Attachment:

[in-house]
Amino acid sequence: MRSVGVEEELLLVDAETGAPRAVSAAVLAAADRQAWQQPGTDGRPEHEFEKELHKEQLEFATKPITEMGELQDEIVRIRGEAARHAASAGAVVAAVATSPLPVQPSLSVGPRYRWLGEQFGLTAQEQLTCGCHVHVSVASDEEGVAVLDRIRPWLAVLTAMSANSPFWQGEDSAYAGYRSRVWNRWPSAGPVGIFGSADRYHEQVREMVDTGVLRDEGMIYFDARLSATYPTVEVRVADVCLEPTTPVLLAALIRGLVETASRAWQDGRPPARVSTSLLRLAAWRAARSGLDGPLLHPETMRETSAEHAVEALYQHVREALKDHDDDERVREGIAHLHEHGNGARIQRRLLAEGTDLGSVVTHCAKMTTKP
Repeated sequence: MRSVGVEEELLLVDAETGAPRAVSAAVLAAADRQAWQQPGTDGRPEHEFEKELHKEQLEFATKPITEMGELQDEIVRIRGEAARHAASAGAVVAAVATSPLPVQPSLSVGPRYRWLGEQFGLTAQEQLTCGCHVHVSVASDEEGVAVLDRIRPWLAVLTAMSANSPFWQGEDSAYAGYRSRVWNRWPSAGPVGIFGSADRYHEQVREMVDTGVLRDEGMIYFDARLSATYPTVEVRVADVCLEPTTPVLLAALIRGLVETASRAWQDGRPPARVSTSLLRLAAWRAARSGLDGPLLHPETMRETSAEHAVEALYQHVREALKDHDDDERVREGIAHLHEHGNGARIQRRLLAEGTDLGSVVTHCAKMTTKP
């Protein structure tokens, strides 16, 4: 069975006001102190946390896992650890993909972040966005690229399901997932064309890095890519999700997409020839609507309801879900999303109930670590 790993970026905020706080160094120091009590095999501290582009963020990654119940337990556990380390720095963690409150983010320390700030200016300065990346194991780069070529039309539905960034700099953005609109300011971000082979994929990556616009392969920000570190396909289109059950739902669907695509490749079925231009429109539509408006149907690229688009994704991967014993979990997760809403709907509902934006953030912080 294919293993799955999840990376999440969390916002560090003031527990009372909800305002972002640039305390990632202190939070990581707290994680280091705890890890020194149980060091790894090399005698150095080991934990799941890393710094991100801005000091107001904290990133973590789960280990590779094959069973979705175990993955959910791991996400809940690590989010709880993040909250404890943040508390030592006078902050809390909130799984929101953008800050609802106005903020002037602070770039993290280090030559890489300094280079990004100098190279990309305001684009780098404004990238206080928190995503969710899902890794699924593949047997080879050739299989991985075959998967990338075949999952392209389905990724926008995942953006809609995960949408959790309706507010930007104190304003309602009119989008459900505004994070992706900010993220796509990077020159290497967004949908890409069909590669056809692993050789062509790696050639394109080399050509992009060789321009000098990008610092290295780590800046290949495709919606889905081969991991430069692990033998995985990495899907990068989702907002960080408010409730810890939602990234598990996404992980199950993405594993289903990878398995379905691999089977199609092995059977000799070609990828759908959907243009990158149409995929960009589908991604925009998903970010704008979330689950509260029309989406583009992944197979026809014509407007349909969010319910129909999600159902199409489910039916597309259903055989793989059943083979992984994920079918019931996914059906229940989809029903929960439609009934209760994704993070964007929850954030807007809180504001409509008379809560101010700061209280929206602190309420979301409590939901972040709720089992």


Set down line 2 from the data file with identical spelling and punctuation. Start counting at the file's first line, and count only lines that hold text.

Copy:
Amino acid sequence: MRSVGVEEELLLVDAETGAPRAVSAAVLAAADRQAWQQPGTDGRPEHEFEKELHKEQLEFATKPITEMGELQDEIVRIRGEAARHAASAGAVVAAVATSPLPVQPSLSVGPRYRWLGEQFGLTAQEQLTCGCHVHVSVASDEEGVAVLDRIRPWLAVLTAMSANSPFWQGEDSAYAGYRSRVWNRWPSAGPVGIFGSADRYHEQVREMVDTGVLRDEGMIYFDARLSATYPTVEVRVADVCLEPTTPVLLAALIRGLVETASRAWQDGRPPARVSTSLLRLAAWRAARSGLDGPLLHPETMRETSAEHAVEALYQHVREALKDHDDDERVREGIAHLHEHGNGARIQRRLLAEGTDLGSVVTHCAKMTTKP